Bryan Kohberger Trial: Accused Killer Says He Was Driving Alone on Night of Idaho College Murders in Alibi

Bryan Kohberger
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"Mr. Kohberger has long had a habit of going for drives alone. Often he would go for drives at night. He did so late on November 12 and into November 13, 2022," Kohberger's public defender Anne Taylor says in a court document filed on Tuesday.

Bryan Kohberger says he was out driving alone on the night that four University of Idaho students were murdered in their home.

"Mr. Kohberger has long had a habit of going for drives alone. Often he would go for drives at night. He did so late on November 12 and into November 13, 2022," Kohberger's public defender Anne Taylor says in a document filed on Tuesday in Latah County Court.

She goes on to say that Kohberger "is not claiming to be at a specific location at a specific time" and that there is no "specific  witness to say precisely where Mr. Kohberger was at each moment of the hours between late night November 12, 2022 and early morning November 13, 2022."

This new information comes after prosecutors filed a motion to compel in response to the alibi Kohberger filed last month in court, as is required under Idaho law.

In that motion, they requested the "specific place or places at which [Kohberger] claims to have been at the time of the burglary and homicides in this case" as well as the "names and addresses of all witnesses upon whom the Defendant intends to rely to establish such alibi."

This latest filing is the defense's objection to that motion to compel.

Taylor says that her client "has indicated he anticipates corroborating witnesses," but provides no specific names.

She goes on to say that corroboration of Kohberger's alibi "may be brought out through cross-examination of the state’s witnesses" or "expert witness presentation."


Kohberger submitted his alibi to the court last month, as is required under Idaho law ahead of a criminal trial.

"Mr. Kohberger’s defense team continues investigating and preparing his case," Taylor wrote in that court filing. "Evidence corroborating Mr. Kohberger being at a location other than the King Road address will be disclosed pursuant to discovery and evidentiary rules as well as statutory requirements."

The probable cause affidavit filed in December alleges that Kohberger's cell phone disconnected from the network just before 3 a.m. on the night of the murders and reconnected a little before 5 a.m. that same morning.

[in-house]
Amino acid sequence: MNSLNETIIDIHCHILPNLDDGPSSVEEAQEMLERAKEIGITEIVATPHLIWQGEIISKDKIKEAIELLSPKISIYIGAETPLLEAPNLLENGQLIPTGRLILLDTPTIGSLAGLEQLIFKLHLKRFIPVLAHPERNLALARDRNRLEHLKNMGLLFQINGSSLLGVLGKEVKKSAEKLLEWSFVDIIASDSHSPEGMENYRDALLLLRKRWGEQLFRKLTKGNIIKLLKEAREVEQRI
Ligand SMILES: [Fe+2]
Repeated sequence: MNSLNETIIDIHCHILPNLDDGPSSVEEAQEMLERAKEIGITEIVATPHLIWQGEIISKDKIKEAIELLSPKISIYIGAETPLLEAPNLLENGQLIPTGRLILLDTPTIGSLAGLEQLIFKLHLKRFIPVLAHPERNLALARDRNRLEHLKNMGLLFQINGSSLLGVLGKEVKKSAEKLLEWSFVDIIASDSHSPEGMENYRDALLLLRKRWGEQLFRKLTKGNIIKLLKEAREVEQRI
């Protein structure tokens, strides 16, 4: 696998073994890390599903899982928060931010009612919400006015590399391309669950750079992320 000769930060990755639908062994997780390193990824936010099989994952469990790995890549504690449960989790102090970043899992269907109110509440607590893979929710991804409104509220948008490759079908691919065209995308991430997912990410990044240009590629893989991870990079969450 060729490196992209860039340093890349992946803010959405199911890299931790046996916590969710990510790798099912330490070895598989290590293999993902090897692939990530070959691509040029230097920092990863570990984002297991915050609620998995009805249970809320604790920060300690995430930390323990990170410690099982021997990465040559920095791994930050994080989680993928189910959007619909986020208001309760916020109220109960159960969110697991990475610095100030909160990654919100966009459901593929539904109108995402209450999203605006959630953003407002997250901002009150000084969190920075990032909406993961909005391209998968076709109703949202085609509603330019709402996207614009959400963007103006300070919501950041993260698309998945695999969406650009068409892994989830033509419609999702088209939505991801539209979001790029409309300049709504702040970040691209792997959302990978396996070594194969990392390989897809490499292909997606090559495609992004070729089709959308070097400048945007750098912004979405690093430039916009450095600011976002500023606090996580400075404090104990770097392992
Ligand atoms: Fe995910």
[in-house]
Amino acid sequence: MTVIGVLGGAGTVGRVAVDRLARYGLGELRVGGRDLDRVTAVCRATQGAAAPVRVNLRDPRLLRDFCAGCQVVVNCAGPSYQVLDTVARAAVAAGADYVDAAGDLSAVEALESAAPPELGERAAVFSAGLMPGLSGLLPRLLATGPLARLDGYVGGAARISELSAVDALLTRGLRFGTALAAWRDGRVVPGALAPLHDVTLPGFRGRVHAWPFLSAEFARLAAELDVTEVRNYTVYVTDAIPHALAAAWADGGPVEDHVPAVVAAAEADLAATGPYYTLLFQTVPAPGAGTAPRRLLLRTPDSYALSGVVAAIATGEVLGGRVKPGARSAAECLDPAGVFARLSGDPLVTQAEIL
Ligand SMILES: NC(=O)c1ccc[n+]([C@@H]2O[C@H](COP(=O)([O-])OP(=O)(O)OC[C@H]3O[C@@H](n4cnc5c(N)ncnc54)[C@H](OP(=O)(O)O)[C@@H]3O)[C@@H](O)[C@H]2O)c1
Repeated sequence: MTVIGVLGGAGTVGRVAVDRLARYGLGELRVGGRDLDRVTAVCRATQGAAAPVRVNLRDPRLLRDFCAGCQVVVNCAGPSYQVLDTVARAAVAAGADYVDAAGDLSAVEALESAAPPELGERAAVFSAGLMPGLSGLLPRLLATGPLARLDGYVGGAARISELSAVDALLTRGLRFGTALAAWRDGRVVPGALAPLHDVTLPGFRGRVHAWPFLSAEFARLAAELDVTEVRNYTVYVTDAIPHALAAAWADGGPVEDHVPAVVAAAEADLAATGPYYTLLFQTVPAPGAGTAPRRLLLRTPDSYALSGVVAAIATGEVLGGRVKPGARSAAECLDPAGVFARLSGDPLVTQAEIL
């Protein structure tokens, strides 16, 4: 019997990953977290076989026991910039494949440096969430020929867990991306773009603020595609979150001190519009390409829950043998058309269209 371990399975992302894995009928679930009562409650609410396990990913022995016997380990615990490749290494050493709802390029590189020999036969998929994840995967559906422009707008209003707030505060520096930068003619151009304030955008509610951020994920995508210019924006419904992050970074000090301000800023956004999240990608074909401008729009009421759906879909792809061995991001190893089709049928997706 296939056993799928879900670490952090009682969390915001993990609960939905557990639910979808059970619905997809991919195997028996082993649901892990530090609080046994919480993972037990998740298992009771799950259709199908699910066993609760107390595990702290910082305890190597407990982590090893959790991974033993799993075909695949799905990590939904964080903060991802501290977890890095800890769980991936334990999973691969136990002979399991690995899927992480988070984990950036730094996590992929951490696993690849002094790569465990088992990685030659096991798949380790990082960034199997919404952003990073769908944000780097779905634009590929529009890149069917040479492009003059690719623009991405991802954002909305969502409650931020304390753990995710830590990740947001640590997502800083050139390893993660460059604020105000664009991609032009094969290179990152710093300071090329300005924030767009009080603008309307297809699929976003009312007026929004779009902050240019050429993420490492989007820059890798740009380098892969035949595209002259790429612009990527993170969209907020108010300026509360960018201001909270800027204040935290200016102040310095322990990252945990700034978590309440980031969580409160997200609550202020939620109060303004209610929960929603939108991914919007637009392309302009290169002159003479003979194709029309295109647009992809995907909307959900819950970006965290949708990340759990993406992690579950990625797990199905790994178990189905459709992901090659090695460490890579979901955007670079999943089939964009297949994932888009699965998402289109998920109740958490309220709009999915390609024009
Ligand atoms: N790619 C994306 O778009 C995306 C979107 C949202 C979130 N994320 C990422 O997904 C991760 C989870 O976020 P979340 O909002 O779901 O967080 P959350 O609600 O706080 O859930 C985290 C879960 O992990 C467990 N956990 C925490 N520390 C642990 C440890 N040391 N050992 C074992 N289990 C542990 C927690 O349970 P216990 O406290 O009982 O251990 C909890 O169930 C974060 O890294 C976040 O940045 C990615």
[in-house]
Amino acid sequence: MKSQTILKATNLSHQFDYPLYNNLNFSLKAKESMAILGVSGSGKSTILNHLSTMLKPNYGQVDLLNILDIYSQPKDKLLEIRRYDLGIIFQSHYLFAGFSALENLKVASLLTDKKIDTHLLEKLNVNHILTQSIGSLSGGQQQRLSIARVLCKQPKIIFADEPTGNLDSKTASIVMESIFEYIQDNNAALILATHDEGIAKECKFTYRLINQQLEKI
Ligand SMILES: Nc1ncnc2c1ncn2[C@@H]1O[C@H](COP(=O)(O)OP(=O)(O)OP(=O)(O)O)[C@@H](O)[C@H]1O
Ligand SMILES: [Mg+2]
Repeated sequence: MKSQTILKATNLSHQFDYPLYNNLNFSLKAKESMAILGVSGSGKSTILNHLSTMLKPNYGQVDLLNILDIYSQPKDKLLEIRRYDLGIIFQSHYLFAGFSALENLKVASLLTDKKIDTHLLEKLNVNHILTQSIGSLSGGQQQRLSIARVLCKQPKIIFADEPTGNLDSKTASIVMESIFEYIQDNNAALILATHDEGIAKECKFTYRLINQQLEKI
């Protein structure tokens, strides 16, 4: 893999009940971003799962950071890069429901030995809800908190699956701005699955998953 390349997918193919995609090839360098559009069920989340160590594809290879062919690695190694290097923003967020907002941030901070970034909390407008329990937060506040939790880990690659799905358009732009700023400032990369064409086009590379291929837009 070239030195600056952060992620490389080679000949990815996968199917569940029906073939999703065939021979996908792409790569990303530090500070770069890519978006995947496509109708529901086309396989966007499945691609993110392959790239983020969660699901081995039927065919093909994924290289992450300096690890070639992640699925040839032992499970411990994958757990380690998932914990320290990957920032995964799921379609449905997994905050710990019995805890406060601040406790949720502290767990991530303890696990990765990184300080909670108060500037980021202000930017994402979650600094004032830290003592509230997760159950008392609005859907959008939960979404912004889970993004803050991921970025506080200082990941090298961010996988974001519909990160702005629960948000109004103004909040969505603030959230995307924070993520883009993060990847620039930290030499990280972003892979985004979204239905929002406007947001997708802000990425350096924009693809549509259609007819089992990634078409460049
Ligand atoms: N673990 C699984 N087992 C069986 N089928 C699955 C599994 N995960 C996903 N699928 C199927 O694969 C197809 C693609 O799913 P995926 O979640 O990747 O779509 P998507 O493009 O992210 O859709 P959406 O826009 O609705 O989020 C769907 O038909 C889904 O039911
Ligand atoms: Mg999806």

"At approximately 2:47 a.m., the 8458 Phone utilized cellular resources that provide coverage southeast of the Kohberger Residence consistent with the 8458 Phone leaving the Kohberger Residence and traveling south through Pullman, WA," writes Officer Brett Payne in the affidavit.

The phone was offline for almost exactly two hours at that point, according to the affidavit.

"The 8458 Phone does not report to the network again until approximately 4:48 a.m. at which time it utilized cellular resources that provide coverage to ID state highway 95 south of Moscow, ID near Blaine, ID," writes Payne.

Blaine is approximately 10 miles south of Moscow. Kohberger continued to drive south and then loop back north before arriving back in Pullman 36 minutes later, according to the affidavit.

Kohberger and his lawyers outlined what they believe to be the perceived holes in the prosecution's case in court filings last month, claiming in one brief that the DNA of three men was found at the murder scene.

The filing also claims that there is a "total lack of DNA evidence from the victims in Mr. Kohberger’s apartment, office, home, or vehicle."

Another piece of evidence that the defense says is lacking is the identification of the suspect's car.

Kohberger owned and drove a 2016 Hyundai Elantra.

"Precisely how the police came to believe the car was an Elantra is still unknown," Kohberger's attorney, Jay Logsdon, writes in one brief. "A report from an analyst for the FBI dated March 21, 2023 shows the analyst heavily relying on video of a car heading in the wrong direction and at the wrong time on Ridge Rd."

Prosecutors have yet to state a potential motive for the killings, but they do claim to have evidence showing that DNA found on a knife sheath left at the scene is a direct match to DNA obtained from a buccal swab of Kohberger.

While authorities believe a fixed-blade, hunting-style knife was used to kill the four University of Idaho students— Madison Mogen, 21; Kaylee Goncalves, 21; Xana Kernodle, 20; and Ethan Chapin, 20— it apparently has not been recovered.

Kohberger had previously told the public defender assigned to handle his extradition from Pennsylvania to Idaho that he expects to be exonerated of all charges at trial.

At his arraignment, a judge entered a not guilty plea on his behalf.

The trial is set to start later this year.

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